Am I Liable if My Friend is Driving My Car and Gets in an Accident?

Posted by on Aug 16, 2011 in Articles | 3,861 comments

Am I Liable if My Friend is Driving My Car and Gets in an Accident??

 

Sooner or later, you’re likely to allow another driver to operate your vehicle. It might occur when you’re driving a long distance with a friend and you share the driving duties. You might toss the keys to the teen-aged valet at the local night club. You could also lend your truck to a friend who’s moving across town or whose vehicle is in the shop. These are daily situations that usually are uneventful. However, if your friend has an accident while driving your car, you could be held legally responsible.

Laws and insurance policies vary when it comes to these situations. Coverage depends on the terms of your policy, the severity of the accident and the statutes of the state. Your insurance covers your vehicle under your control. If you allow another driver to operate it, you can and will be held responsible in most situations.

In some cases, your insurance will cover the costs of the accident if your friend is driving, but coverage will not exceed the limits of your policy. If damages are greater than your policy’s limits, your friend’s insurance will cover the rest. However, before you lend your vehicle to another driver, it’s best to check your policy to be certain you’ll be covered. Some policies will not cover a driver under the age of 18 unless you have them listed as a driver on your policy.

If your car is stolen by a stranger or “appropriated” by someone you know, you won’t be responsible for any damages caused by an accident. You’re not personally responsible for accidents caused by a driver who did not have your permission to drive your car. It’s important, therefore, to report a missing vehicle to the police immediately to prevent any further complications.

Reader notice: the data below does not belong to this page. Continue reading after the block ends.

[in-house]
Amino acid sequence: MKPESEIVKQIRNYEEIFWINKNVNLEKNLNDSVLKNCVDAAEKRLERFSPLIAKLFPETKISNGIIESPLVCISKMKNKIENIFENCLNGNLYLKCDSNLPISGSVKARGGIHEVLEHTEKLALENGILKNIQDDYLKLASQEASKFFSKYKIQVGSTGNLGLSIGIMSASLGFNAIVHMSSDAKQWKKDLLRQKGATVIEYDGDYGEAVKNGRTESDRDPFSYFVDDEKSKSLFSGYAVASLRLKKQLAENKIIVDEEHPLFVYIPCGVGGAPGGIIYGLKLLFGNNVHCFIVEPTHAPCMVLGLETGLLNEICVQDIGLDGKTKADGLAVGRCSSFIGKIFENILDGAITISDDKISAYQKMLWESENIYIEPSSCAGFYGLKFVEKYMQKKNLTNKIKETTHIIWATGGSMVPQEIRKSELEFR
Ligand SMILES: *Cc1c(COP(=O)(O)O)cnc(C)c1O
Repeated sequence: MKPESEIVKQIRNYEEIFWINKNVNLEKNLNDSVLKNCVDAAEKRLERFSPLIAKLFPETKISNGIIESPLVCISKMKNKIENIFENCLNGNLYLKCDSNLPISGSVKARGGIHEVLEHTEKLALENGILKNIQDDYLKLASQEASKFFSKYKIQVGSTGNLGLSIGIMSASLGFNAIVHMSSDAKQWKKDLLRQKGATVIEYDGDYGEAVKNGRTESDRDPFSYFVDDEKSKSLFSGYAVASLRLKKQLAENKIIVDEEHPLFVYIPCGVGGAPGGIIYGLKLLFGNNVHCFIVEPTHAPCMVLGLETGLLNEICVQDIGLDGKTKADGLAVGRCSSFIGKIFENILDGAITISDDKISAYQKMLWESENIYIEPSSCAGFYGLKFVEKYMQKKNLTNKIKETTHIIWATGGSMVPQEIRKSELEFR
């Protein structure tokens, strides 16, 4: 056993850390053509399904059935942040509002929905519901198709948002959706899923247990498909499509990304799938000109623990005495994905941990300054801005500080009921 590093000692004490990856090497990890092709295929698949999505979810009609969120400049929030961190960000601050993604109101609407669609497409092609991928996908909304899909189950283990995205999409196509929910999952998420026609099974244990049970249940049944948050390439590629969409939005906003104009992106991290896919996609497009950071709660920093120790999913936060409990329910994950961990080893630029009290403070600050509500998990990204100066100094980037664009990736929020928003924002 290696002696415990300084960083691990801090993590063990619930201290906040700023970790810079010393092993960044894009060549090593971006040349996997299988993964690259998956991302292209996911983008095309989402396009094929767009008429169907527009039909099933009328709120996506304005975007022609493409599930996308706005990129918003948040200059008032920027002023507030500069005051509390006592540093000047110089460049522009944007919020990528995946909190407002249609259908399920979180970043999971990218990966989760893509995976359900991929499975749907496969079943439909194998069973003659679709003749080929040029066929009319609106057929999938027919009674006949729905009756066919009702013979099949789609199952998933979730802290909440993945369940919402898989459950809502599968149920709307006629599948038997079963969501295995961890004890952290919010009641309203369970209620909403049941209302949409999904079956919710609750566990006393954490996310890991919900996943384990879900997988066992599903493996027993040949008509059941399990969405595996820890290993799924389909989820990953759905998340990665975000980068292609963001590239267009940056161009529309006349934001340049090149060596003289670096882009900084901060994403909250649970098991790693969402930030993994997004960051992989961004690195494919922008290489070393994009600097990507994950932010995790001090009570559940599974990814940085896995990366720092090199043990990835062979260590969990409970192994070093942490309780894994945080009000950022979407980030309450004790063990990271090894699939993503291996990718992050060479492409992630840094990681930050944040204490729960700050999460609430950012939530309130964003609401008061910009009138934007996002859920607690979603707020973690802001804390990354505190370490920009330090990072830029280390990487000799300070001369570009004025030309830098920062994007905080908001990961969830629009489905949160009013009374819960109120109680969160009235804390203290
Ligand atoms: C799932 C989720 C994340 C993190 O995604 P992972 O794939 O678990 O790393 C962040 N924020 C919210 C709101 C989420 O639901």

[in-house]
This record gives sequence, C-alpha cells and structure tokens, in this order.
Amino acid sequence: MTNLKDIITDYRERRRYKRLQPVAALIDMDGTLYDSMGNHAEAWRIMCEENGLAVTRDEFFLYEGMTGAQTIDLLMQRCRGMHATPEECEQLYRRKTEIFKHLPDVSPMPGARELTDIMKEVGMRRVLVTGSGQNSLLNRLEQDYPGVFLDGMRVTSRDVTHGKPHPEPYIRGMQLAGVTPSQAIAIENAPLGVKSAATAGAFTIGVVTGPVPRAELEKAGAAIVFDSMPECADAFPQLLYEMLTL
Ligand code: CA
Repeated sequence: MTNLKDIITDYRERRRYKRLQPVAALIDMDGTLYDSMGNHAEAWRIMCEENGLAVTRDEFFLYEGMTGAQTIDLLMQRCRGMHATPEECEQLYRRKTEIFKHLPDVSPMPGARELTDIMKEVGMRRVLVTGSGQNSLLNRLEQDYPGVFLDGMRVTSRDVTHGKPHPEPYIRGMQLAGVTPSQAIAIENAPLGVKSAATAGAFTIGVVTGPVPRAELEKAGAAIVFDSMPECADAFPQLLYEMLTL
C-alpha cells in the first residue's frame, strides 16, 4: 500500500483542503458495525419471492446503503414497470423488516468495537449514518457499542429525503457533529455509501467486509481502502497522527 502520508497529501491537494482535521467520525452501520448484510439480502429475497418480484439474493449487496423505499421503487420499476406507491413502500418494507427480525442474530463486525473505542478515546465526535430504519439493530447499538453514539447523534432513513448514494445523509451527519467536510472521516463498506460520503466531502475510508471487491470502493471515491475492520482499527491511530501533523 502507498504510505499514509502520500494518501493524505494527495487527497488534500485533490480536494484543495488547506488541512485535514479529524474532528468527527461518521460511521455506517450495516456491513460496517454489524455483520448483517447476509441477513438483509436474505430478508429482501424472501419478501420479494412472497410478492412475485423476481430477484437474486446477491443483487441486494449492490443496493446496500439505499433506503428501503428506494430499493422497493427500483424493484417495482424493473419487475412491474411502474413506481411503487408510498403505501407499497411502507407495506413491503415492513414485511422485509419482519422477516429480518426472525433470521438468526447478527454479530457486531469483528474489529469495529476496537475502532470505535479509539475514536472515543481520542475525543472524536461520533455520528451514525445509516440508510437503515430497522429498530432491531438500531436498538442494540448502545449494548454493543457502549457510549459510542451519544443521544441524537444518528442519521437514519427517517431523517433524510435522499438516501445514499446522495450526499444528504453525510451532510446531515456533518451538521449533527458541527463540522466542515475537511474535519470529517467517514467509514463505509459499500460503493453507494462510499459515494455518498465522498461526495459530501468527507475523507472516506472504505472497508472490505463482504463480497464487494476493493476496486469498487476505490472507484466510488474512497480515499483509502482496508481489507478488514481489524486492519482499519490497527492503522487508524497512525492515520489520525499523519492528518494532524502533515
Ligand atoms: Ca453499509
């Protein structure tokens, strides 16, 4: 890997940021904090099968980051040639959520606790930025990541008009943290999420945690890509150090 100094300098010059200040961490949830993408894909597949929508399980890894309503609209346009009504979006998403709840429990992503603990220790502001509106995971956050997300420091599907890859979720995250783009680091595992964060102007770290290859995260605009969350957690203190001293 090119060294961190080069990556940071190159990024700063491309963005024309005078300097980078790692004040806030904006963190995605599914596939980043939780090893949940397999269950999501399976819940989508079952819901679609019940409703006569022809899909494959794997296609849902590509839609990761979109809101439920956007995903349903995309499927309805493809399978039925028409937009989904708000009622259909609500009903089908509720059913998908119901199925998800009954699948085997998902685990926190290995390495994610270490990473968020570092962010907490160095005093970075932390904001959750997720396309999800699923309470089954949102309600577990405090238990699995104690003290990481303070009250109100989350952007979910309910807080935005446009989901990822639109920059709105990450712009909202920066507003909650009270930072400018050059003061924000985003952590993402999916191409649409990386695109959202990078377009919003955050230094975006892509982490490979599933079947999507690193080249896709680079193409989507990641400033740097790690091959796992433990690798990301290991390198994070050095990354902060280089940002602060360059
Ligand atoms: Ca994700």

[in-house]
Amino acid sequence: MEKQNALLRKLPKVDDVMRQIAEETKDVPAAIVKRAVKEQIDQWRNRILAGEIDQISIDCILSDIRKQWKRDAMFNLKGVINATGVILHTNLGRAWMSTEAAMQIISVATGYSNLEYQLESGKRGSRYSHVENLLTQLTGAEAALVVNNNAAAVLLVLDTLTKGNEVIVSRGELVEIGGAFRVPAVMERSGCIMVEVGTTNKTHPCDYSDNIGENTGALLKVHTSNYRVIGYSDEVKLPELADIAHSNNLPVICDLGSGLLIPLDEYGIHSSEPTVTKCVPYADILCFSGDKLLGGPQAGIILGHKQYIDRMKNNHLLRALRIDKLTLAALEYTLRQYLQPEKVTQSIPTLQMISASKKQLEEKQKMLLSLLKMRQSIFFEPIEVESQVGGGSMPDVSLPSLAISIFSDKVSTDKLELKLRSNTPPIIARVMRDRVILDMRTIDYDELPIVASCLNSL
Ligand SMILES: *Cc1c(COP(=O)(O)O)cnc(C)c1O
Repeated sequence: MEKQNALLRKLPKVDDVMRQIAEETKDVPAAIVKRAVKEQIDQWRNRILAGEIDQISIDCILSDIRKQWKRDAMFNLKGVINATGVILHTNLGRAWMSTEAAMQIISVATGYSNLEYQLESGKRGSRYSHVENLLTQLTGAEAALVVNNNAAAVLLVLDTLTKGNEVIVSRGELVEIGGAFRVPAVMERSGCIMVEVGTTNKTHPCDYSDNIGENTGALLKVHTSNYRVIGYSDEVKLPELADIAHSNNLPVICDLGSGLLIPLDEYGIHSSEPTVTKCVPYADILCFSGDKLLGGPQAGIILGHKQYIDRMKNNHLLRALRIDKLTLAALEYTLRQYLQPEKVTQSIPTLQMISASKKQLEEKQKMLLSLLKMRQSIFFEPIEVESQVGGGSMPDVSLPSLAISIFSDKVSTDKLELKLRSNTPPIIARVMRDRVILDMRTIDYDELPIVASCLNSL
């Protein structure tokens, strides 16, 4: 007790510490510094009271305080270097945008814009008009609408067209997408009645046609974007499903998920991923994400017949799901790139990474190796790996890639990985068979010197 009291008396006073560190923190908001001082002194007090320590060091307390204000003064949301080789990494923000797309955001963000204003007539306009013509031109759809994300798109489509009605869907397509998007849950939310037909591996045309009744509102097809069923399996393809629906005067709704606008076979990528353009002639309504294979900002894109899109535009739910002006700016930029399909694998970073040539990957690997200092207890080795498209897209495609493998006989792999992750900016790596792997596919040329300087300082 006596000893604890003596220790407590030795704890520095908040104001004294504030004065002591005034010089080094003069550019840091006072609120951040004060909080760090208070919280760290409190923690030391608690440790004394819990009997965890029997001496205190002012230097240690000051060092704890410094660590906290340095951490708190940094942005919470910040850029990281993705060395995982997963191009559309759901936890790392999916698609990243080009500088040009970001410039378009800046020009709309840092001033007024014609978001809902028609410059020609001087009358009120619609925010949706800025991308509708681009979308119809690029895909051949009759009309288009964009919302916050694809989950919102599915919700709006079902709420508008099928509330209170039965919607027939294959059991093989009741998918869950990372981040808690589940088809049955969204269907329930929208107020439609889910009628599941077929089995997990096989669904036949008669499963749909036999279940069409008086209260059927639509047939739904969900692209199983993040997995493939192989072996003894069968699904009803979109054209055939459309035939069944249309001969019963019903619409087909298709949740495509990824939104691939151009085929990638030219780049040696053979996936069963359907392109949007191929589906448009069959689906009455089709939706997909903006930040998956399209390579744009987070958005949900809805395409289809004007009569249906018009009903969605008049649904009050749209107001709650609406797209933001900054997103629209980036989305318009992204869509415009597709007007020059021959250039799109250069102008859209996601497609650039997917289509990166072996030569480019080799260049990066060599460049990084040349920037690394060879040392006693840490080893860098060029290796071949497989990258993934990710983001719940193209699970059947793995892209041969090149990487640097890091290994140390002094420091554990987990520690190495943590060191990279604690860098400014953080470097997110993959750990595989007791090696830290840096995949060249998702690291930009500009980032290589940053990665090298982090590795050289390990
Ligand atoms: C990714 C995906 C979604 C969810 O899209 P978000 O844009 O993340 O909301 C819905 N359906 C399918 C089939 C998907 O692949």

If a valet driver wrecks your car, the costs will be covered by the valet parking company. If you notice your car has been damaged when a valet brings it to you, you need to get the driver’s identification and insurance information. Then you need to contact the valet’s supervisor for their insurance information. Give this data to your insurance company. Usually the parking company’s insurance covers the damage to your car. Fortunately, your rates will probably not be affected if a valet crashes your car.

If your friend has an accident that injures another driver or causes severe damage to their vehicle, you’ll be held responsible. Your insurance company will usually pay the claim and then come to you for reimbursement. They’ll also likely raise your insurance rate. If the person to whom you lent the car was not at fault, you won’t be responsible and the at-fault driver’s insurance will pay for the damage and injuries.

Your insurance company could deny coverage if it’s determined that you allowed another driver to use your car when it was in a defective condition or when the operator was somehow impaired. If you allow a drunk driver to drive you home, you’re responsible if they have an accident. If your car has no brakes and you let another driver use it, you’re responsible if there’s an accident. Your insurance company will not pay to repair your vehicle or to cover the costs of your friend or the other driver, if there is one.

A good rule of thumb is to always assume you’ll be held responsible if another driver uses your car with your permission and causes an accident. If damages exceed your insurance coverage, you could be sued for medical fees and replacement costs for the other driver’s vehicle. Therefore, it’s best to never let another driver use your car unless you’re sure they’re sober and careful.


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